Plasma’s road ahead

My Plasma Desktop in 2016
My Plasma Desktop in 2016
On Monday, KDE’s Plasma team held its traditional kickoff meeting for the new development cycle. We took this opportunity to also look and plan ahead a bit further into the future. In what areas are we lacking, where do we want or need to improve? Where do we want to take Plasma in the next two years?

Our general direction points towards professional use-cases. We want Plasma to be a solid tool, a reliable work-horse that gets out of the way, allowing to get the job done quickly and elegantly. We want it to be faster and of better quality than the competition.

With these big words out there, let’s have a look at some specifics we talked about.

Release schedule until 2018

Our plan is to move from 4 to 3 yearly releases in 2017 and 2018, which we think strikes a nice balance between our pace of development, and stabilization periods around that. Our discussion of the release schedule resulted in the following plan:

  • Plasma 5.9: 31 January 2017
  • Plasma 5.10: May 2017
  • Plasma 5.11: September 2017
  • Plasma 5.12: December 2017
  • Plasma 5.13: April 2018
  • Plasma 5.14 LTS: August 2018

A cautionary note, we can’t know if everything exactly plays out like this, as this schedule, to a degree depends on external factors, such as Qt’s release schedule. Here’s what we intend to do, it is really our “best guess”. Still, this aligns with Qt’s plans, who are also looking at an LTS release in summer 2018. So, what will these upcoming releases bring?

Breeze Look and Feel

Breeze Look and Feel

UI and Theming

The Breeze icon theme will see further completion work and refinements in its existing icons details. Icon usage over the whole UI will see more streamlining work as well. We also plan to tweak the Breeze-themed scrollbars a bit, so watch out for changes in that area. A Breeze-themed Firefox theme is planned, as well as more refinement in the widget themes for Qt, GTK, etc.. We do not plan any radical changes in the overall look and feel of our Breeze theme, but will further improve and evolve it, both in its light and dark flavors.

Feature back-log

The menu button is a first sign of the global menu returning to Plasma
The menu button is a first sign of the global menu returning to Plasma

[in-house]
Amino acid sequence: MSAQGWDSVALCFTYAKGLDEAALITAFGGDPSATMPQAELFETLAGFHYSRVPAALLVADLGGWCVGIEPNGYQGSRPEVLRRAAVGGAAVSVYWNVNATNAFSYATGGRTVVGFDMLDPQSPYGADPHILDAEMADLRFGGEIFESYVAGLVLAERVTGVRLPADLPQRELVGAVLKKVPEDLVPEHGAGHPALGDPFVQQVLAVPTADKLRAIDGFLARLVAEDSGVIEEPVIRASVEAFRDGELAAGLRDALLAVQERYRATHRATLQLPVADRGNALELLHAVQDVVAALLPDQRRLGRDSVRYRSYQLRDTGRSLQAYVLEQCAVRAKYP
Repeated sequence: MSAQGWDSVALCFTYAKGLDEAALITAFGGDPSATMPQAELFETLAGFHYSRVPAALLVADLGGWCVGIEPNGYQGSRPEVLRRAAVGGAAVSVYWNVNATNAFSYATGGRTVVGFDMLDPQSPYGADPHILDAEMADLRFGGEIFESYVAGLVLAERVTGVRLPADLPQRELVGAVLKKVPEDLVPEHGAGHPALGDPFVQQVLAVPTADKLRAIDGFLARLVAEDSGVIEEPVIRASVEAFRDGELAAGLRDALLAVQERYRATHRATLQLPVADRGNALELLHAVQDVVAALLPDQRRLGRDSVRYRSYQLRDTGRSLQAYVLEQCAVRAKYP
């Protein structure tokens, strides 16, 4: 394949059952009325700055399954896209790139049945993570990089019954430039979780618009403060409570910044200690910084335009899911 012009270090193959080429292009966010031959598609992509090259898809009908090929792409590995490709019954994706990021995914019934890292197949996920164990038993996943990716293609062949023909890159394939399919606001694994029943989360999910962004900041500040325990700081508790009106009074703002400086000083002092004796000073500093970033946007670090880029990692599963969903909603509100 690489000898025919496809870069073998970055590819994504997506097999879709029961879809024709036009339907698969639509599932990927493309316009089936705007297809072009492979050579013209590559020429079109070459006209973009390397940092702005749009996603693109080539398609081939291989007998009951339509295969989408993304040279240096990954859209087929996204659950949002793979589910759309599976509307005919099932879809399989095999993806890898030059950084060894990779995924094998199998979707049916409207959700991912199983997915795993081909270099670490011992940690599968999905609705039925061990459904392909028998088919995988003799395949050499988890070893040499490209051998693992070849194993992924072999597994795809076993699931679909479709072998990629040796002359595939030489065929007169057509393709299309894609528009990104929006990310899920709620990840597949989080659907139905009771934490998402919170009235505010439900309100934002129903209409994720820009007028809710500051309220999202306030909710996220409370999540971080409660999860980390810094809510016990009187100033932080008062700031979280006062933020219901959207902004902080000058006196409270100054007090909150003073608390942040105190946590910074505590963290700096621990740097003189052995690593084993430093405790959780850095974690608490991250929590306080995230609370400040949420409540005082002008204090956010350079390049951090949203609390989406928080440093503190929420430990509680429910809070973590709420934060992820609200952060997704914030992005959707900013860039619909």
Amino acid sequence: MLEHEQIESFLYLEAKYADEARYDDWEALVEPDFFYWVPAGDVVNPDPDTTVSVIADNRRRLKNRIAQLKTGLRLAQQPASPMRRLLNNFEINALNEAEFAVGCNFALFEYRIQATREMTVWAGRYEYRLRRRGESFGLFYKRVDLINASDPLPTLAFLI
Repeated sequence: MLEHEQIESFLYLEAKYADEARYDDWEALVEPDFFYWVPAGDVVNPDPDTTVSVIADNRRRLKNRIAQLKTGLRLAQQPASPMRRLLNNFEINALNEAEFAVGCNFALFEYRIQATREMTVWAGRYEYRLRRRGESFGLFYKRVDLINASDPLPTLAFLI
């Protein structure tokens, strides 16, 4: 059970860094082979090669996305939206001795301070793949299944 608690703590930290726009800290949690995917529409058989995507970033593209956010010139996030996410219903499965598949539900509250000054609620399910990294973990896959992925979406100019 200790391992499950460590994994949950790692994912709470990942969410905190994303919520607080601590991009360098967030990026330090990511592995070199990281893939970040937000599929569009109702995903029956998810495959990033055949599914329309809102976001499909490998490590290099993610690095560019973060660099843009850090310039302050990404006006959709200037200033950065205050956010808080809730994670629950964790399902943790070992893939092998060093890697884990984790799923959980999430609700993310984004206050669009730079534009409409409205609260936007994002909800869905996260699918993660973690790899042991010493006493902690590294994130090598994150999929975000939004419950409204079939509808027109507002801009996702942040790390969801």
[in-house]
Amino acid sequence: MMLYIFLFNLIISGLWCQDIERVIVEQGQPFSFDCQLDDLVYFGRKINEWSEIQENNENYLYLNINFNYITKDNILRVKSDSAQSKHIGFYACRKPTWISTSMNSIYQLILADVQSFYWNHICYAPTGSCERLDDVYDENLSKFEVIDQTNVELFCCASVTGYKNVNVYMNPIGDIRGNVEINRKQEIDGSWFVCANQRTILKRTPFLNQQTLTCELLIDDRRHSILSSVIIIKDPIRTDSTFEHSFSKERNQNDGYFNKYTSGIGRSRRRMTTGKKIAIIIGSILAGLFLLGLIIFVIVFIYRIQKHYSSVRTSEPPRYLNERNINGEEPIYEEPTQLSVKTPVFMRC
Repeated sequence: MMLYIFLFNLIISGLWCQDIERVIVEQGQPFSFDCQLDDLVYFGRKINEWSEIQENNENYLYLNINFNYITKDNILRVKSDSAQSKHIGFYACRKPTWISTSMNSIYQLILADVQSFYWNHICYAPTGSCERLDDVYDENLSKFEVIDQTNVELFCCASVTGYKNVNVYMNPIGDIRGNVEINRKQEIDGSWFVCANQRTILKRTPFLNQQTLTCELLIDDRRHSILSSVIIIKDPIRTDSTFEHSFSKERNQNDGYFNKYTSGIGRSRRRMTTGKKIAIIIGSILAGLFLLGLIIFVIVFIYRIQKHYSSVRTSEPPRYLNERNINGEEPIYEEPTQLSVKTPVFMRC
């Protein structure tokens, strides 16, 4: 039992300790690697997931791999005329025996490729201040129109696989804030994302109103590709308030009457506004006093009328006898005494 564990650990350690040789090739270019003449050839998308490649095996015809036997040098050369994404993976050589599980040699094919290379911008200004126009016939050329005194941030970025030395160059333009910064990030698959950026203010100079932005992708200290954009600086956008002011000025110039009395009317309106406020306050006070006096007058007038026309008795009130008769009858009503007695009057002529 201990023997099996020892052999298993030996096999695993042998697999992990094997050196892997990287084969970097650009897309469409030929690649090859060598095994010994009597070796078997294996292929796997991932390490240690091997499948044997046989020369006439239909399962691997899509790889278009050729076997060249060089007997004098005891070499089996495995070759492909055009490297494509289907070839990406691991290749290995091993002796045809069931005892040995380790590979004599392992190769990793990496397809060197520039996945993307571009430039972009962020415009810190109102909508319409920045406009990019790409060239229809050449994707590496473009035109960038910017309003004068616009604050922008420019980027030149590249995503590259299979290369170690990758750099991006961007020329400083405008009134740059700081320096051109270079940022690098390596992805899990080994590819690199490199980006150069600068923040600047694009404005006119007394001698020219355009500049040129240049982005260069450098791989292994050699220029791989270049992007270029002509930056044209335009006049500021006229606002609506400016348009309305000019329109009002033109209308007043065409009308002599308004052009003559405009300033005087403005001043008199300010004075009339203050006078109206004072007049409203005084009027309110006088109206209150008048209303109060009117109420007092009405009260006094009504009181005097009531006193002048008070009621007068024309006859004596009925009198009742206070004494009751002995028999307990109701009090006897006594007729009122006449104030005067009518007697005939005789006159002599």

One thing that many of our users are missing is support for a global menu similar to how MacOS displays application menus outside of the app’s window (for example at the top of the screen). We’re currently working on bringing this feature, which was well-supported in Plasma 4 back in Plasma 5, modernized and updated to current standards. This may land as soon as the upcoming 5.9 release, at least for X11.

Better support for customizing the locale (the system which shows things like time, currencies, numbers in the way the user expects them) is on our radar as well. In this area, we lost some features due to the transition to Frameworks 5, or rather QLocale, away from kdelibs’ custom, but sometimes incompatible locale handling classes.

Wayland

The next releases overall will bring further improvements to our Wayland session. Currently, Plasma’s KWin brings an almost feature-complete Wayland display server, which already works for many use-cases. It hasn’t seen the real-world testing it needs, and it is lacking certain features that our users expect from their X11 session, or new features which we want to offer to support modern hardware better.
We plan to improve multi-screen rendering on Wayland and the input stack in areas such as relative pointers, pointer confinement, touchpad gestures, wacom tablet support, clipboard management (for example, Klipper). X11 dependencies in KWin will be further reduced with the goal to make it possible to start up KWin entirely without hard X11 dependencies.